Originally Posted by grail
@Erik - From other posts of yours you seem to be the most knowledgeable about this issue (no offense to anyone else). I am currently using Mint and am terribly disappointed and have thought about
switching to Slackware before but never really had the time. I am facing this same issue and was wondering if you could advise on a solution. Mint is already installed on RAID 0 (fake)
on the machine I wish to use and the data would be a pain to move so I am trying to reuse the same partitions.
I'm a little unclear about one thing in particular. Is your current Mint Linux able to see the RAID 0 array? If it is then you should be able to get Slackware to see it.
The "mdadm" program does not support Marvell metadata. With Marvell RAID, the only solution that I know of is to use "dmraid". There are some potential problems using "dmraid".
- I have only gotten dmraid to work on 32-bit
- Need to edit "SETUP" script to recognize devices for install
- Might not work on newer 2.6 kernels
- Have to edit the "init" script in the "initrd" to run "dmraid"
- Partition alignment can confuse "dmraid"
The problem you face is not booting, but how to get Linux to see the RAID 0 array as a disk. If you can get Slackware to see the RAID 0 array then you can get it to boot
Boot considerations for Slackware and fake RAID.
- Install GRUB in "native" mode (grub booted from floppy or CD)
- Add "dmraid" command to "init" script of "initrd"
- Must use "/dev/mapper/XXXX names in "/etc/fstab"
The process that I went through to get Slackware and Promise fake RAID working was rather painful. First, I had to build "dmraid" on another Slackware system. You can use a virtual machine program on Windows to do that. I found that it was easier to temporarily attach a non-RAID hard disk so that I didn't have to keep rebooting. After installing Slackware to the non-RAID disk normally, then I worked on "dmraid" and preparing a "grub" floppy.
I had to copy the "dmraid" and required library onto a disk that I could access from the booted setup CD. I used a floppy. You can use USB or a CD. I booted the normal Slackware setup CD. Then I copied the "dmraid" program and library into the RAM disk, and used "dmraid" to detect the arrays. I edited the "setup" script so that it would recognize the "/dev/mapper/XXXX
" devices. You can also edit "setup" ahead of time and copy it onto the disk with "dmraid". I installed Slackware.
After installing Slackware I used "chroot" and built the "initrd" using "mkinitrd". Then I edited the "init" script in the "initrd" files and used "mkinitrd" with the modified script. I copied the "dmraid" program to the new Slackware installation on the hard disk.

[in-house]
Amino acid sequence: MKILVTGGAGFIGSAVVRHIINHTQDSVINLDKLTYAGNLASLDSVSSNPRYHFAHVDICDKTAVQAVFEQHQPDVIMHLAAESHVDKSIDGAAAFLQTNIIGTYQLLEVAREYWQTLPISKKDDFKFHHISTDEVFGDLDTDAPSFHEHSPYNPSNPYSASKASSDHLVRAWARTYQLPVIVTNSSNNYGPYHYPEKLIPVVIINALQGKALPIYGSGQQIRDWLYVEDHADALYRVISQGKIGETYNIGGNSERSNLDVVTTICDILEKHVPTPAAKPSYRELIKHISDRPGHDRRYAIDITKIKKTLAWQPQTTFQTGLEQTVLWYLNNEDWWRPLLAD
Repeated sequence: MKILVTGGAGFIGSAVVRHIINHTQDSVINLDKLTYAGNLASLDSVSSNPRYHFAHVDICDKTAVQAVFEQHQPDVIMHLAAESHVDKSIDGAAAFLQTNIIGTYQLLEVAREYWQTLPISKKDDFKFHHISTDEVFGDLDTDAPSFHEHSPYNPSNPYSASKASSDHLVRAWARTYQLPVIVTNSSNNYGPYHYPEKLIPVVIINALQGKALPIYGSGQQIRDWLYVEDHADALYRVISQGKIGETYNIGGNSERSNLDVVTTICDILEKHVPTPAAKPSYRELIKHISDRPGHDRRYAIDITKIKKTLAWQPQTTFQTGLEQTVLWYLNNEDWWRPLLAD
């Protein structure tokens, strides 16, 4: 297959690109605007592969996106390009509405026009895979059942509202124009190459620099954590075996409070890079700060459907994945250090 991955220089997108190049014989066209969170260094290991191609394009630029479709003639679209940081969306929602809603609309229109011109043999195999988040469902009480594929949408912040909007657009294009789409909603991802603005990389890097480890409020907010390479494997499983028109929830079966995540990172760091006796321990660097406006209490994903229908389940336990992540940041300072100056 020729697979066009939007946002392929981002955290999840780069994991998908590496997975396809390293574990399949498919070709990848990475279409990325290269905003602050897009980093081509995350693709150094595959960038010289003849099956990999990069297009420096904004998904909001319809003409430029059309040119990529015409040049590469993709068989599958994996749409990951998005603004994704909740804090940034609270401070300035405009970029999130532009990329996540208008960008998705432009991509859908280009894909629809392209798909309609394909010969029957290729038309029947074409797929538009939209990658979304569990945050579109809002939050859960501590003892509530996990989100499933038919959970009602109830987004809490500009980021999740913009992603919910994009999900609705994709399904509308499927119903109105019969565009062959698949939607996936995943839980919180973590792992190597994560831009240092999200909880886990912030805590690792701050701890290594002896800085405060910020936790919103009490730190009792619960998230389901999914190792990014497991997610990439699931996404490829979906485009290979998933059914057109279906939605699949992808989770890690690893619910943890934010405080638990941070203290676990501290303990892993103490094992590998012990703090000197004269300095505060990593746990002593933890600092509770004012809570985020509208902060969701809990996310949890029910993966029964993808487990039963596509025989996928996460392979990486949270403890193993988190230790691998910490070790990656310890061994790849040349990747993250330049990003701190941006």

I booted the "grub" floppy and installed "grub" from the grub command line.
There are some quirks with "dmraid". I've noticed that "dmraid" does not always recognize partitions if they are created by anything other than Linux. That seems to be a problem with logical drive partitions in the extended partition. Avoid using logical drives, or make sure that the partitions in the extended partition are created by Linux utilities. When I had the problem, Linux "fdisk" or "cfdisk" would show unused space between the logical drives, while Windows would not. I was able to delete and recreate the partitions in Linux to fix the problem.
I have not found an official 64-bit version of "dmraid" (from the author). There are 64-bit versions in some distros. So far I haven't figured out how to build those on 64-bit Slackware. If you plan to use 64-bit, the first hurdle is building "dmraid" for 64-bit. The problem is the associated libraries more than the actual program.
The best answer I can give you is that maybe you can get Marvell fake raid to work with 32-bit Slackware. Probably you won't be able to get it to work with 64-bit Slackware.
I have not investigated the possibility of manually configuring the device mapper (if that is even possible). One could possibly write a program or script to configure the stripe or mirror without accessing the metadata. Of course any changes to the RAID array would require modifying that program or script to match. You can think of "dmraid" and "mdadm" as software to configure the device mapper in Linux. They do a few other things, such as notify "udev" about device names.
I suggest if you want to discuss this further, start a new thread and perhaps copy the associated posts to the new thread. Also, search for some of my other RAID posts. I suggest reading the newest posts first, as fake RAID is much easier now in Slackware than before.